Archive for July 27th, 2010

What is Wikileaks?

By Jonathan Fildes for The BBC News

Whistle-blowing website Wikileaks is once again at the centre of attention as it makes public more than 90,000 secret records of incidents and intelligence reports from the US military about the war in Afghanistan. It is the latest in a long list of “leaks” published by the secretive site, which has established a reputation for publishing sensitive material from governments and other high-profile organizations. 

In April 2010, for example, it posted a video on its website that shows a US Apache helicopter killing at least 12 people – including two Reuters journalists – during an attack in Baghdad in 2007. A US military analyst is currently awaiting trial, on charges of leaking the material along with other sensitive military and diplomatic material.

In October 2009, it posted a list of names and addresses of people it claimed belonged to the British National Party (BNP). The BNP said the list was a “malicious forgery”.

And during the 2008 US elections, it published screenshots of the e-mail inbox, pictures and address book of vice-presidential candidate Sarah Palin.

Other controversial documents hosted on the site include a copy of the Standard Operating Procedures for Camp Delta, a document that detailed restrictions placed on prisoners at Guantanamo Bay.  It provoked controversy when it first appeared on the net in December 2006 and still splits opinion. For some it is lauded as the future of investigative journalism. For others it is a risk.

In mid-March 2010 the site’s director, Julian Assange, published a document purportedly from the US intelligence services, claiming that Wikileaks represented a “threat to the US Army”.  The US government later confirmed to the BBC that the documents were genuine. To keep our sources safe, we have had to spread assets, encrypt everything, and move telecommunications and people around the world”  “The unauthorised publication of Army and DoD sensitive documents on Wikileaks provides foreign intelligence services access to information that they may use to harm Army and DoD interests,” a spokesperson told BBC News.

The site now claims to host more than one million documents. Anyone can submit to Wikileaks anonymously, but a team of reviewers – volunteers from the mainstream press, journalists and Wikileaks staff – decides what is published.  “We use advanced cryptographic techniques and legal techniques to protect sources,” Mr Assange told the BBC in February. 

The site says that it accepts “classified, censored or otherwise restricted material of political, diplomatic or ethical significance” but does not take “rumour, opinion or other kinds of first hand reporting or material that is already publicly available”. “We specialise in allowing whistle-blowers and journalists who have been censored to get material out to the public,” said Mr Assange.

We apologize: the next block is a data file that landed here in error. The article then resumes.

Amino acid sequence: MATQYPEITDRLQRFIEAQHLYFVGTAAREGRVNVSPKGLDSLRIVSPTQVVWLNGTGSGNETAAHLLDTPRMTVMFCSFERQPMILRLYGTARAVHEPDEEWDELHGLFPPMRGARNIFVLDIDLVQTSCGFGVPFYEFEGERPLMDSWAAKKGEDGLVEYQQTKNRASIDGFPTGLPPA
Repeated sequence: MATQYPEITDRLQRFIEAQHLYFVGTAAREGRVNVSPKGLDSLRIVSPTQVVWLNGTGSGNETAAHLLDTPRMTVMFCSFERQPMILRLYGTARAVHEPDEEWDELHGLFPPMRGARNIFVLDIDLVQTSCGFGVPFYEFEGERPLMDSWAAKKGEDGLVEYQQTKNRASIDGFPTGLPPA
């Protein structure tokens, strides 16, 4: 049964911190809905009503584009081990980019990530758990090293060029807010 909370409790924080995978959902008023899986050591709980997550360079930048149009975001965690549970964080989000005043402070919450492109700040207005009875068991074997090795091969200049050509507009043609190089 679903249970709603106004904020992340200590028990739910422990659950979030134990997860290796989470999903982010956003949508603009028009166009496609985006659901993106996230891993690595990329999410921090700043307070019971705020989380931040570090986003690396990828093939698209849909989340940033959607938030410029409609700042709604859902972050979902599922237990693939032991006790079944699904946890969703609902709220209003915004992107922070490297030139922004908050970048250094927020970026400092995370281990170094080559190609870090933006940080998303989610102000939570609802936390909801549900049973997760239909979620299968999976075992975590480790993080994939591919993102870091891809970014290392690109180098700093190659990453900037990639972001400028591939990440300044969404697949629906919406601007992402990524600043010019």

It is operated by an organisation known as the Sunshine Press and claims to be “funded by human rights campaigners, investigative journalists, technologists and the general public”.  Since it appeared on the net, it has faced various legal challenges to take it offline.

In 2008, for example, the Swiss Bank Julius Baer won a court ruling to block the site after Wikileaks posted “several hundred” documents about its offshore activities. However, various “mirrors” of the site – hosted on different servers around the world – continued to operate. The order was eventually overturned Wikileaks claims to have fought off more than “100 legal attacks” in its life, in part because of what is described as its “bulletproof hosting” The site is primarily hosted by Swedish ISP PeRiQuito (PRQ), which became famous for hosting file-sharing website The Pirate Bay.

“If it is legal in Sweden, we will host it, and will keep it up regardless of any pressure to take it down,” the ISP’s site says.  The site also hosts documents in other jurisdictions, including Belgium. Its experience of different laws around the world meant that it was drafted to help Icelandic MPs draw up plans for its Icelandic Modern Media Initiative (IMMI). The plan calls on the country’s government to adopt laws protecting journalists and their sources.

“To keep our sources safe, we have had to spread assets, encrypt everything, and move telecommunications and people around the world to activate protective laws in different national jurisdictions,” Mr Assange said at the time.

“We’ve become good at it, and never lost a case, or a source, but we can’t expect everyone to go through the extraordinary efforts that we do.”  Despite its notoriety, the site has faced financial problems. In February, it suspended operations as it could not afford its own running costs.  Donations from individuals and organisations saved the site.

Mr Assange told the BBC that the site had recently gone through “enormous growth” and had received an “extraordinary amount of material”.  “It exceeds our ability to get it out to [the] public at the moment,” he said in February.

As a result, he said, the site was changing and hoped to set up a number of “independent chapters around the world” as well as to act as a middle-man between sources and newspapers.   “We take care of the source and act as a neutral intermediary and then we also take care of the publication of the material whilst the journalist that has been communicated with takes care of the verification.”

“It provides a natural… connection between a journalist and a source with us in the middle performing the function that we perform best.” The latest documents – released in partnership with the New York Times, the Guardian and the German news magazine Der Spiegel – appear to be the first high-profile example of this new tactic.

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